Tag Archives: Olympics

Don’t Lose Your Endorsement

lostendorement

He had it all – fame, power, a brotherhood, and the best endorsement anyone can imagine. And yet, because of his poor choices, a series of bad decisions, he lost it all. Of course, I’m talking about Judas Iscariot. Why? Did you think this was another Ryan Lochte article?

Ok. Perhaps the description was misleading. But almost two thousand years before Ryan Lochte was born, those words could have been spoken of Judas. In fact, the Bible records Judas as one of a very important group of twelve.

Judas was among the twelve who performed miracles; he acted under the authority of Jesus; and he declared the Kingdom was at hand (Matthew 10:1-6; Mark 6:7). He appeared to have the endorsement of Jesus, the Messiah, the Son of God. Yet he threw it all away over a few bad decisions in the last week of his life.

Ryan Lochte is in a bad spot right now. He made a series of mistakes in the last week of the Olympics. Because of his drunken misconduct and lies, Lochte may have ended his career. At the very least, he damaged his name and lost several lucrative endorsements – over $1 million!

We have all faced disappointment. And sometimes we react badly. When Lochte’s big race came, he was disappointed. Not only did he lose to Michael Phelps, but he didn’t even get a medal! So he went out to “blow off some steam,” and he behaved badly.

I won’t excuse it. But I understand it. He can even be forgiven, since he apologized and asked for forgiveness. But that doesn’t mean there won’t be any consequences. Companies don’t want their name associated with the kind of behavior Lochte modeled.

But, if you are a Christian, there is a far greater endorsement that we would never want to lose. Jesus has endorsed you. He placed His good name and reputation on the line for you. As Paul reminds us in 1 Corinthians 10:12, “let him who thinks he stands take heed that he does not fall.” Don’t lose your endorsement. Jesus knows you will not be perfect, but He expects His disciples to strive for better behavior (Colossians 3:5-11).

“Therefore consider the members of your earthly body as dead to immorality, impurity, passion, evil desire, and greed, which amounts to idolatry. For it is because of these things that the wrath of God will come upon the sons of disobedience, and in them you also once walked, when you were living in them. But now you also, put them all aside: anger, wrath, malice, slander, and abusive speech from your mouth. Do not lie to one another, since you laid aside the old self with its evil practices, and have put on the new self who is being renewed to a true knowledge according to the image of the One who created him…”

Urged To Finish

runners-olympic, hugOccasionally, at the Olympics, we get the privilege of witnessing something greater than a world record being broken. Because these moments are so rare, they are even more precious than gold medal victories. Sometimes, because of an accident, we get to see what true sportsmanship is all about.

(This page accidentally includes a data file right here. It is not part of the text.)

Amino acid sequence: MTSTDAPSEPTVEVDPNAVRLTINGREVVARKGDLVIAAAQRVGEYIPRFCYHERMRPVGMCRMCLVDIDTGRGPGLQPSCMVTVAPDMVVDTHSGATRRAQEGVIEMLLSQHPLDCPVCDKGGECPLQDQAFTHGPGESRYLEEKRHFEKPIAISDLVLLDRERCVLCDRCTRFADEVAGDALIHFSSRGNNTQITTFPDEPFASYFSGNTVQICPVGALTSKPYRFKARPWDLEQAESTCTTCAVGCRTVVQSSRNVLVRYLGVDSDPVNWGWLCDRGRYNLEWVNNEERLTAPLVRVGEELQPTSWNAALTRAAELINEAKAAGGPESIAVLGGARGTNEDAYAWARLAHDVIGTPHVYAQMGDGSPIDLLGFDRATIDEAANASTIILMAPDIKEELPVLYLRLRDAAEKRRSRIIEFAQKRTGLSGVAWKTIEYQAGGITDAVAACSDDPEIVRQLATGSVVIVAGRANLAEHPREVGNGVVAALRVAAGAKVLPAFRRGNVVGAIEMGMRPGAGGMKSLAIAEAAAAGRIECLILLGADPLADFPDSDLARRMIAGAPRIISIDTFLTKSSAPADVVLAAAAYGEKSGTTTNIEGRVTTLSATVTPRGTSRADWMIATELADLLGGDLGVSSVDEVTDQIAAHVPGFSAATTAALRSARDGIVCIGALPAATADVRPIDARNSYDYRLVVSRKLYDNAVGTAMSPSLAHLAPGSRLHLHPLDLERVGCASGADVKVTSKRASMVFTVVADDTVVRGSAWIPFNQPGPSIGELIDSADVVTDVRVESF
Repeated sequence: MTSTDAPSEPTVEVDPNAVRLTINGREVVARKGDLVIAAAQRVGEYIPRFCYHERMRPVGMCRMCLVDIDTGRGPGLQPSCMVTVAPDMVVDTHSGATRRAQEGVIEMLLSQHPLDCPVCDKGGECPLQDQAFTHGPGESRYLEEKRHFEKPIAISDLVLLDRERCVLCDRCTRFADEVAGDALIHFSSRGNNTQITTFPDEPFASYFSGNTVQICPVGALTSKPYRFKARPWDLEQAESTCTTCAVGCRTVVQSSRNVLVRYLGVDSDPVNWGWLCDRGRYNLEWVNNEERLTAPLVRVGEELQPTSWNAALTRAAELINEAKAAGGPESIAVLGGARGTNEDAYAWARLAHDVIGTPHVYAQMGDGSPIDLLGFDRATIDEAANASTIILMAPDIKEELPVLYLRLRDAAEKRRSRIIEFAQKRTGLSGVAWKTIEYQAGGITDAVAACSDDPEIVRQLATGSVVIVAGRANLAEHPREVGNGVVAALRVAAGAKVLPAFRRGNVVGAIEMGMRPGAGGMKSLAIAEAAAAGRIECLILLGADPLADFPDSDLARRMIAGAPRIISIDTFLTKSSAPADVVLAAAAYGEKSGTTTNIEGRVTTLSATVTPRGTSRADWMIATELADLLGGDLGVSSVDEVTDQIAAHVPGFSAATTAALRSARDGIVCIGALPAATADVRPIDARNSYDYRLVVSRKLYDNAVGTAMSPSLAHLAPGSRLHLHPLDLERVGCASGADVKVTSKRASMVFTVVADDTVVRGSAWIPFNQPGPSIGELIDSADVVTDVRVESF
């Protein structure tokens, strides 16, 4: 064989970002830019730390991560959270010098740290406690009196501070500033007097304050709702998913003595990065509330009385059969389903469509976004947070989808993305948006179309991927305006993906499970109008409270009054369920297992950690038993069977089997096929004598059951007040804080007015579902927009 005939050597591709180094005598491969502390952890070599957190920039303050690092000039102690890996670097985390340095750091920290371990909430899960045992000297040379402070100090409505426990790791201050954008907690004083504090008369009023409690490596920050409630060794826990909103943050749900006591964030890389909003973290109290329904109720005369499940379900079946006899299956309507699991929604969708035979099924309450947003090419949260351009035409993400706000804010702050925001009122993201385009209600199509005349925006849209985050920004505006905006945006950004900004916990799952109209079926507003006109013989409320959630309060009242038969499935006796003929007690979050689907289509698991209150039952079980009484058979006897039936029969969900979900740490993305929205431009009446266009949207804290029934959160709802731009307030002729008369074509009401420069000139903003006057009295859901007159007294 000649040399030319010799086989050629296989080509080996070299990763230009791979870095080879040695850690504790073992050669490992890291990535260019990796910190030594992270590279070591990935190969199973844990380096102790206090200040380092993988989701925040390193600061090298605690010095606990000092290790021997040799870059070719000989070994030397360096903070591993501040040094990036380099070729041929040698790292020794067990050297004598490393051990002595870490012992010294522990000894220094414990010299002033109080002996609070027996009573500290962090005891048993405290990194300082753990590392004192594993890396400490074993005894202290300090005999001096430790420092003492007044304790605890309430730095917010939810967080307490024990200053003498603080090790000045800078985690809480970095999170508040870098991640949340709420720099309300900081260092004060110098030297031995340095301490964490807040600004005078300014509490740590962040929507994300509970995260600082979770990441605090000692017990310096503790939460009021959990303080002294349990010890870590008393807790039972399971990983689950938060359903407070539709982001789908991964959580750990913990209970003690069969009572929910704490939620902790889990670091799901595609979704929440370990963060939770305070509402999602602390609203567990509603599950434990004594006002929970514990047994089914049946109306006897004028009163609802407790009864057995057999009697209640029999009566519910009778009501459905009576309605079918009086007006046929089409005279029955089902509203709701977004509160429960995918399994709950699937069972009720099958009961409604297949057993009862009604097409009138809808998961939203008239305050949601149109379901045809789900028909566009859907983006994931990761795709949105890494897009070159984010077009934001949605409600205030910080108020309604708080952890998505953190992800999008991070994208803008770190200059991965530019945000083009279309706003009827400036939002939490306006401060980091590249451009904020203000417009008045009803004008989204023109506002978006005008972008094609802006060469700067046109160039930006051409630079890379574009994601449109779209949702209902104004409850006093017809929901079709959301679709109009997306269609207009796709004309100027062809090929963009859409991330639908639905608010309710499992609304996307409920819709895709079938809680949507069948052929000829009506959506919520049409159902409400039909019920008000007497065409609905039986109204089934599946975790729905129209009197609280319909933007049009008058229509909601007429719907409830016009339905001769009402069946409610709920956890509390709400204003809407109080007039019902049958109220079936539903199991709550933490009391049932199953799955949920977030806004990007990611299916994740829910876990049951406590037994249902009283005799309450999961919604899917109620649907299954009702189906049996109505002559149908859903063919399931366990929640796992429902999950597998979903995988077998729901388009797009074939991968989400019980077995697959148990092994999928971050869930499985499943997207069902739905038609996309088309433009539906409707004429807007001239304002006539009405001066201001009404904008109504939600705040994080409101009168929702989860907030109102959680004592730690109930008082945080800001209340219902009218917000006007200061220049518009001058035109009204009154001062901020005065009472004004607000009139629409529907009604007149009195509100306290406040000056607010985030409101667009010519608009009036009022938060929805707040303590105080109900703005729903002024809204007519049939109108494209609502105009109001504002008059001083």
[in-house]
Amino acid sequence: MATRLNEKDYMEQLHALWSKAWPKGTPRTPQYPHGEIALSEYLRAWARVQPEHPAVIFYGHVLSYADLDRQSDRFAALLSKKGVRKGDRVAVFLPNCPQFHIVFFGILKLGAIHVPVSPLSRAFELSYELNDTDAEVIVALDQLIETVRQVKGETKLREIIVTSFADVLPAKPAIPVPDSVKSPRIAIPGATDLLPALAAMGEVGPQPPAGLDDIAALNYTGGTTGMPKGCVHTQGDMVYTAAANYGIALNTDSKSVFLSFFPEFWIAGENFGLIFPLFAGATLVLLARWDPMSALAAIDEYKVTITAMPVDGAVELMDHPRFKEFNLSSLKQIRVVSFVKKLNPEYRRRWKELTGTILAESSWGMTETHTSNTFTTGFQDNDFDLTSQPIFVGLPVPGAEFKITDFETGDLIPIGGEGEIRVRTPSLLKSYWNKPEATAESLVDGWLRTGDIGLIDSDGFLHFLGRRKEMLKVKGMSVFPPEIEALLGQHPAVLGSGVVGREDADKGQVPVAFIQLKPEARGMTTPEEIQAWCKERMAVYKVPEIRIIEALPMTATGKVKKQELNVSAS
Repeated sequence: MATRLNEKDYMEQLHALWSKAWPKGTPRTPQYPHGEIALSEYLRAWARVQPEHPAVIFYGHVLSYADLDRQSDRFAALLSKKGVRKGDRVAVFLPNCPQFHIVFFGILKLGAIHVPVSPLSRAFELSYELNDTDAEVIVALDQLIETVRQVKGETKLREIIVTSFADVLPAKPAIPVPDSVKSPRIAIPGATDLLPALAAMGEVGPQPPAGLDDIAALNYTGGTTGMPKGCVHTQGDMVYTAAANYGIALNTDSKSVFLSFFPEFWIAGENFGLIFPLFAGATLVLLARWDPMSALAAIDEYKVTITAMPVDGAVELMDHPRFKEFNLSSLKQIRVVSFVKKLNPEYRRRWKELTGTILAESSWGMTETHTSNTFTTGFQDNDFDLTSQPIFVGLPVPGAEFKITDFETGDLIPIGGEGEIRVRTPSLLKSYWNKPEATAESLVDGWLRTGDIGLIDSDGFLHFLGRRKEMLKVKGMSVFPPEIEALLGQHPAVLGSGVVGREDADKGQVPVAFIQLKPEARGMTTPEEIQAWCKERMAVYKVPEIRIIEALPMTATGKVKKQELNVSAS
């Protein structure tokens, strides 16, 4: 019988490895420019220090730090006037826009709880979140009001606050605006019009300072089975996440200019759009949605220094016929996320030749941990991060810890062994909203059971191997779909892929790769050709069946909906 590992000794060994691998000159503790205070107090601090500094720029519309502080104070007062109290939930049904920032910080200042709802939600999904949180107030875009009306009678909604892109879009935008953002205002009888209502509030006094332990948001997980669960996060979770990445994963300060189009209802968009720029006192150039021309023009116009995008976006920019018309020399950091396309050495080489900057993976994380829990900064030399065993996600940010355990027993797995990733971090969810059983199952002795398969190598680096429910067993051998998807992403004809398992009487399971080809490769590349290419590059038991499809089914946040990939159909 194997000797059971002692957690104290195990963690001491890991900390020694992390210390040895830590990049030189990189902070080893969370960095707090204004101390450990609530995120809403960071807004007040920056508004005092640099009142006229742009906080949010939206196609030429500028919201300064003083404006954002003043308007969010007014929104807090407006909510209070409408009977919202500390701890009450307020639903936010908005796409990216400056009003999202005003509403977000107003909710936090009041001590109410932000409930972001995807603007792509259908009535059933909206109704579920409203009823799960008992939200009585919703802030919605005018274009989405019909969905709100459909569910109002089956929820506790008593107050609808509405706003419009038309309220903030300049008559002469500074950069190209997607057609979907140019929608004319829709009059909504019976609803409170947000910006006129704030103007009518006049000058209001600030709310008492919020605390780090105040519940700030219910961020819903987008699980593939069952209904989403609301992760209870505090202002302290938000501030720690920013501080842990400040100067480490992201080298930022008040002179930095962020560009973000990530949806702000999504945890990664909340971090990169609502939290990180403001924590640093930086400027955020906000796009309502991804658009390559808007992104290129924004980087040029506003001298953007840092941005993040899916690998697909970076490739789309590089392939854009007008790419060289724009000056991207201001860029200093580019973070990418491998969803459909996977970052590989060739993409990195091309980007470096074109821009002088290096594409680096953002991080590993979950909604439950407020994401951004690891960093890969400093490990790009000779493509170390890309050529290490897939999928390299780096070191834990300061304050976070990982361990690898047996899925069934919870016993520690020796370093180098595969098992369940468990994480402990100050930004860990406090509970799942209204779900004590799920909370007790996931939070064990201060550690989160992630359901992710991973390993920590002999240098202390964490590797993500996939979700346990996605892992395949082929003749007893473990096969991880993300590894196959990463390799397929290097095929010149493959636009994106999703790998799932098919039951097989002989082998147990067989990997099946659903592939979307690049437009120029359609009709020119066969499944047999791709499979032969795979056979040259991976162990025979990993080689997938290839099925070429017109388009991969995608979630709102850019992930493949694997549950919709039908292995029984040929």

Often, a person’s true nature and character are revealed in times of stress, pain, and disappointment. It is easy to be “all smiles” when you are at the top of the podium receiving a gold medal. But how we react when we get tripped up and see our dreams crashing in front of us, well…that is a true measure.

That is why I was so impressed with American athlete, Abbey D’Agostino, and New Zealand’s, Nikki Hamblin, in Tuesday’s 5,000 meter run. Due to a mid-race collision, Hamblin tripped and fell, causing Abbey to fall as well. What they did next represents a greater spirit than competition.

You see, as Nikki sat there, stunned, Abbey D’Agostino put her hand on Nikki’s shoulder, and urged her to finish. Hamblin recalled Abbey yelling, “Get up, get up! We have to finish! This is the Olympic Games. We have to finish this.'” And as the pair went on, when it was obvious that Abbey had trouble finishing due to her injury, Nikki returned the favor, encouraging Abbey to finish.

When the race was finished, Hamblin said a great thing about D’Agostino: “I am so grateful to Abbey for helping me.’ “That girl was the Olympic spirit right there. I am so impressed and inspired by that.” Nikki and Abbey didn’t know each other, but now they have a bond that can never be broken. They overcame adversity together and finished the race.

In the parable of the Good Samaritan, Jesus reminds us what our attitude should be. It wasn’t the champions of that day (Pharisees, Priests, etc.,) who stopped to help the man who was beaten and robbed. It was a lowly Samaritan who showed the right heart (Luke 10:30-37).

The Apostle Paul saw some Galatians who had been “running well” in their faith but had stumbled because of bad teaching (Galatians 5:7). He helped pick them up, and he encouraged them to run their race “by the spirit,” not the flesh (Galatians 5:16). Finishing the race is more about how we run than coming in 1st (2 Timothy 4:7).

Everyone stumbles in life. We all need encouragement. There are two types of runners generally: 1) Those who say, “They can pick themselves up!”; or 2) Those who say, “Let’s finish this race together.” What kind of runner will you be?